Wednesday, December 28, 2016

Cake on a plate? Foxy?

I'm taking a short social media break, all voluntary, and thought I'd drop in on my much neglected blog space to give you a peek into what's on my mind. Or rather, what's possible "on" my mind. 

Years ago, Dad asked me what I thought at the time was a silly question. "Can you see cake on a plate?" He told me to close my eyes and tell me what kind of cake it was, what the plate it was on looked like, and to tell me the flavors. I did. He said then, "Keep your eyes closed. Now change the flavors, the colors, and change the plate." 


I was shocked to find that for me, and for him, it was an easy mental exercise. For others in our family, not so. Not at all. 

Imagine you have a plate or saucer, some sort of dish in your hand. On that is a piece of cake. What flavor is the cake? 

Let's say it's lemon cake, lemon icing. Can you smell the lemons? See the bright yellow of the icing? Maybe there's a slim swirl of real vanilla, a creamy white pattern on the top. Solid orange saucer!

Don't like lemon? How about a chocolate so dark it brings to mind secrets? Let's imagine it's topped with drizzles of cherry topping, fat, bright fruit spilling over the top and down the sides, similar to a cherry cordial candy. It's nestled on a crystal plate, a silver rim around the outside. Crusty, chewy white chocolate brownie on a square red plate? Carrot cake on an antique saucer patterned with pink rosebuds, Appalachian style stack cake still in the iron skillet? 

See it, yes. Also smell it, tart lemon or slightly bitter dark chocolate, sweet carrots, or the crumbly goo of that brownie, rich and smooth with chocolate. Know what it feels like on your tongue. Touch the plate and feel the maker's design against your fingertips. 

These are the keys to imagery. It makes little difference if you're painting a picture with acrylics on canvas, using a camera to take pictures, or yes, writing a story. I've said it before, and I'll no doubt have to say it again sometime: If you make the beholder homesick and hungry, you're halfway there. 

Going from pieces of pastry on serving dishes to anything else is but a shift in gears.Want an example?

In a den under a rock overhang is a mother fox. She's hungry, and her babies need her to go hunt, so they too won't starve.The wind pushes small gusts of wind into the sheltered nook.Inside, it smells of puppy, raw earth, and fragments of dried greenery pushed in by weather or carried in on her coat. 

She can smell the weather about to change. Soon, it will get hard to find prey. She rises, leaving the small, precious bundles piled together, bits of loose fur drifting around as the wind forces a shift into her otherwise snug den. 

At the opening of the hole, which is several times her own length, she pauses to sit in the sun for a moment before rising to stretch and get on with business. At the foot of the hill, she catches wind of a rabbit track. The scent clings to damp weeds and brush, drifting on the breeze. She catches the scent at a distance, after circling around, a true track still holding a hint of it. Raising her nose, she filters through the heavy array of variables, the very air laden with so many things unseen.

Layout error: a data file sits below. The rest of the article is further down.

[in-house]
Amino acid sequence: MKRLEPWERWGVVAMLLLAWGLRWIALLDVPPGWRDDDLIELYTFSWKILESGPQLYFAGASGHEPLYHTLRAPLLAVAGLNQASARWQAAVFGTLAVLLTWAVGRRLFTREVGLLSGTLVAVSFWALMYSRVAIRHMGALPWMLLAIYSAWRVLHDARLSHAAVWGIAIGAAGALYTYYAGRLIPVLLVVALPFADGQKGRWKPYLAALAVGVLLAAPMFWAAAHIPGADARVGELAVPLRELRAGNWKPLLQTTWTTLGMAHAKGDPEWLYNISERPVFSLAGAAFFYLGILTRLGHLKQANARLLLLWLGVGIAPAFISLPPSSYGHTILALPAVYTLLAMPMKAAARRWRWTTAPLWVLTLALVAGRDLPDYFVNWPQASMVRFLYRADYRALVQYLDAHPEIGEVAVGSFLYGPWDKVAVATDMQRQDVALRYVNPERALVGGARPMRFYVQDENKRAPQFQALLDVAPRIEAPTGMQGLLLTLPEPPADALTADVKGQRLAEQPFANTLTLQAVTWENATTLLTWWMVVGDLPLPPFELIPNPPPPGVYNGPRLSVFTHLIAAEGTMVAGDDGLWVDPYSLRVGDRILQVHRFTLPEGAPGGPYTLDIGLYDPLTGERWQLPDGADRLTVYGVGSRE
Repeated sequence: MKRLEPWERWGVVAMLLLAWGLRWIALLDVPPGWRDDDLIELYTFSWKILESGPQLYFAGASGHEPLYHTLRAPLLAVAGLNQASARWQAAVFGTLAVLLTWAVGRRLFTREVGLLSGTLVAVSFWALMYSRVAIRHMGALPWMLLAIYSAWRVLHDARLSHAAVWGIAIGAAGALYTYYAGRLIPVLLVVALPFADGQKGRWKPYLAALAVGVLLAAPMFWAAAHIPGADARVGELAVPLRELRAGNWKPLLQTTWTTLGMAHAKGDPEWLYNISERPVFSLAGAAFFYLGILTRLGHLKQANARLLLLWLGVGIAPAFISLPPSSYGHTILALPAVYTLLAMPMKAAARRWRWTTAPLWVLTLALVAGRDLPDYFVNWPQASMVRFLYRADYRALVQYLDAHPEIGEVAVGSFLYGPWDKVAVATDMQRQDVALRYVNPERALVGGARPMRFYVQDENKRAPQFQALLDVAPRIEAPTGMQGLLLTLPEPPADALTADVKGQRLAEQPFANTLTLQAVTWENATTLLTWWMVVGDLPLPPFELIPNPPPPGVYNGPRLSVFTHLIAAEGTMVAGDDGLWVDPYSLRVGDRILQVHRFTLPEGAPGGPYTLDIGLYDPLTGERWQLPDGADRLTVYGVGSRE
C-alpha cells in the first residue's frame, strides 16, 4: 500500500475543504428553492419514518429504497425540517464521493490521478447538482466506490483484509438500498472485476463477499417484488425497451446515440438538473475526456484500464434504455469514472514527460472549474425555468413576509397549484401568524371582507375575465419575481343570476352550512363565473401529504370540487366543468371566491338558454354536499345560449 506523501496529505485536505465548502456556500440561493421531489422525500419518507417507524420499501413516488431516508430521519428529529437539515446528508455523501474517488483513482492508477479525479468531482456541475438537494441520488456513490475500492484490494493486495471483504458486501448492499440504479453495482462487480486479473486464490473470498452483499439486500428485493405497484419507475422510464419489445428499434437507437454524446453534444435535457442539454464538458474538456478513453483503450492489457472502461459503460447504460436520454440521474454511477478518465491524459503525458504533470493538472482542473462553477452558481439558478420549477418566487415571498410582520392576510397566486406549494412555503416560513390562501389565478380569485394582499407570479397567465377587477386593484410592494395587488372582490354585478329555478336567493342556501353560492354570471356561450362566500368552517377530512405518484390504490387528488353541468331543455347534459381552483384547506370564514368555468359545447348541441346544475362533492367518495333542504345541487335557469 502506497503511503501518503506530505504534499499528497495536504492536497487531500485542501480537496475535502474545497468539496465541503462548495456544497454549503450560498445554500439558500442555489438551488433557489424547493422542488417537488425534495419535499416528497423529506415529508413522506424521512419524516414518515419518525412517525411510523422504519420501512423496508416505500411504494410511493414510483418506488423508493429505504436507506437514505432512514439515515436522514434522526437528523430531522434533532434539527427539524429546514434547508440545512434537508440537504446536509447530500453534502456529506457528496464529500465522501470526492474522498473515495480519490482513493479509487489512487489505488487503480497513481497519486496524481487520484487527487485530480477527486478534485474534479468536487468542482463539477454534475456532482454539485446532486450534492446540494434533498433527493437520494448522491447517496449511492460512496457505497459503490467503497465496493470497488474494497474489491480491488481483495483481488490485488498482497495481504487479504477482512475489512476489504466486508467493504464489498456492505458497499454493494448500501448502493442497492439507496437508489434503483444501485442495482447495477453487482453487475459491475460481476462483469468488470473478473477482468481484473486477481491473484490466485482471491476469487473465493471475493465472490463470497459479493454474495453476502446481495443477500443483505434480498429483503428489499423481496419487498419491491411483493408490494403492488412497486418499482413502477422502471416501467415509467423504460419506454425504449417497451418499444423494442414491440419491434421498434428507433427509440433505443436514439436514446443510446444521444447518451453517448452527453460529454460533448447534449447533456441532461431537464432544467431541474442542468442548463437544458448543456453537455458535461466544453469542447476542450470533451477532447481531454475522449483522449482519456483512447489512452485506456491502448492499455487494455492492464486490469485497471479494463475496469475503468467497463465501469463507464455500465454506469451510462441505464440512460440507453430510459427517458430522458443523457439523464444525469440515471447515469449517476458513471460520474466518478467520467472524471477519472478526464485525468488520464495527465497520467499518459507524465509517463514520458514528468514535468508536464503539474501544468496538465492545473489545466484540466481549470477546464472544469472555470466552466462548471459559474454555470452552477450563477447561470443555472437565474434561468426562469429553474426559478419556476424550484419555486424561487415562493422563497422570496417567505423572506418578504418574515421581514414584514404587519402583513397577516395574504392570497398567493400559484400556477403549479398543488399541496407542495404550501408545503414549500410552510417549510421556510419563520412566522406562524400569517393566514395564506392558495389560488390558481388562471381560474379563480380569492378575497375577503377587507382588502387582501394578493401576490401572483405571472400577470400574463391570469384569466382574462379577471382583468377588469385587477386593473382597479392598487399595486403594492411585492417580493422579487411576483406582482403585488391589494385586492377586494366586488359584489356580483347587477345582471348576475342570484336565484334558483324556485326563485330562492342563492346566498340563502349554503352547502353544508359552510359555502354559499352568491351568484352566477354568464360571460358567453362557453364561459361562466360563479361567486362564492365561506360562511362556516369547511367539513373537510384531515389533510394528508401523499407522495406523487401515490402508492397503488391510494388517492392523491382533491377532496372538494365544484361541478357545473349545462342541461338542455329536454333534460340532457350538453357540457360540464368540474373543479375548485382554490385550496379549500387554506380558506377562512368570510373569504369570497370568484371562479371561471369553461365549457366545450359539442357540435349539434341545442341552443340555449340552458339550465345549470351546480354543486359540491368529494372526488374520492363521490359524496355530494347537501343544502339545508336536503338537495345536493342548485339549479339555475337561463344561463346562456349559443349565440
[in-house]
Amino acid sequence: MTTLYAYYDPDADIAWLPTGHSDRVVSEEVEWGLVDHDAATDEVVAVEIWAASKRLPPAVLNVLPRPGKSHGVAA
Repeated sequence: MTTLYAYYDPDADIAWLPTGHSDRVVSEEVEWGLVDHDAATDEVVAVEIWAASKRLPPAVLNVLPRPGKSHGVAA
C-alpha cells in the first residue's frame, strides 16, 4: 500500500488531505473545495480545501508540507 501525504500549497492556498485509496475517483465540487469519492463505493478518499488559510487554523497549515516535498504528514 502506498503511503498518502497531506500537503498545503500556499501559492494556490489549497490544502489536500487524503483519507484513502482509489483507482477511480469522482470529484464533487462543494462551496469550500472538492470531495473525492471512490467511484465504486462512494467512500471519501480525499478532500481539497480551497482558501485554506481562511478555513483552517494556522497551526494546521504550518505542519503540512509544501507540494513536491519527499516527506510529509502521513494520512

A moment later, she quarters down across a wash and approaches a pile a brush where a tree has fallen and taken several others down with it, across some rocks. Following the scent, she comes to where the rabbit went into the tangle. She licks at a dry branch, pulling a tuft of rabbit hair into her mouth only to spit it right back out, drooling. The scent and taste of hot, fresh rabbit tears at her empty gut. 

She digs, pulling crackling branches with her teeth, burrowing in as a chill rain begins to fall. The mist curls around the trees as she works, and hours pass. At last her toenails scrape on stone. She claws around it for a while before realizing she is no closer than before, in truth. The rabbit is safe in its own rocky den, where its heart pounds a rapid tattoo at the sounds outside, and wise to be safe there. The rain is turning to sleet, tapping on leaves and stones.

Shaking off the damp, she licks at her fur, frustrated. Not far away is a blackberry thicket, where mice might be found. Digging around the edges, her eyes shut against the thorns pricking her nose, she finally startles a rodent that dashes out into a clump of dry, dead timothy and clover.

Taking the bowed stance necessary, she waits, and as the mouse peeks out to see if the going is safe again yet, she pounces. Flipping the mouse up into the air, she catches it again, and quickly consumes it whole. An hour later, with three more plump little kills inside, she trots off to her den. It's time to feed the little ones.

The babies don't mind her damp fur, though they squeak in protest at the bits of melting ice. Outside, the storm roils into a horror of ice, trees bowing low against the weight of glittering accumulations. Head on slender paws, she heaves a sigh, enjoying the sensation of infants, well fed, snuggling close, and listening to the wind making bells among ice-encrusted tree branches.

Mice aren't rabbits, but a good hunter can make do. Tomorrow is another day. 

And so the imagination may be pondered. Ideas are myriad. Pick one.

Good hunting. Let them eat cake!